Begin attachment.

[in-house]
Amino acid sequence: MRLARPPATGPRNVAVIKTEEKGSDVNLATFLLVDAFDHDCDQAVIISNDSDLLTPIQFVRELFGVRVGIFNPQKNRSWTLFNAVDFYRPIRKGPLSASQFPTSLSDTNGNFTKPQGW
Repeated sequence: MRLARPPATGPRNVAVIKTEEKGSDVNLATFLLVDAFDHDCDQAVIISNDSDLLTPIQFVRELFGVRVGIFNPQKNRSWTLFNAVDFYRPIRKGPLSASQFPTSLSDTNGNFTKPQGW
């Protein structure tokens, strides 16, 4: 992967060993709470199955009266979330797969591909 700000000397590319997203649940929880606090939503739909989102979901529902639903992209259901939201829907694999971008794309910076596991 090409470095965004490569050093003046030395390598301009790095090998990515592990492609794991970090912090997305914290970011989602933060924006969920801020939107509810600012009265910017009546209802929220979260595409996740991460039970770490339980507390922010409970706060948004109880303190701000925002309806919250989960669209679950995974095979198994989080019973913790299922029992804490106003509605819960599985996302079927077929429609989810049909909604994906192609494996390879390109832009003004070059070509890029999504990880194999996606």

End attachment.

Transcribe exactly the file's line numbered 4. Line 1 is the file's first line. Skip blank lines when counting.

């Protein structure tokens, strides 16, 4: 992967060993709470199955009266979330797969591909 700000000397590319997203649940929880606090939503739909989102979901529902639903992209259901939201829907694999971008794309910076596991 090409470095965004490569050093003046030395390598301009790095090998990515592990492609794991970090912090997305914290970011989602933060924006969920801020939107509810600012009265910017009546209802929220979260595409996740991460039970770490339980507390922010409970706060948004109880303190701000925002309806919250989960669209679950995974095979198994989080019973913790299922029992804490106003509605819960599985996302079927077929429609989810049909909604994906192609494996390879390109832009003004070059070509890029999504990880194999996606």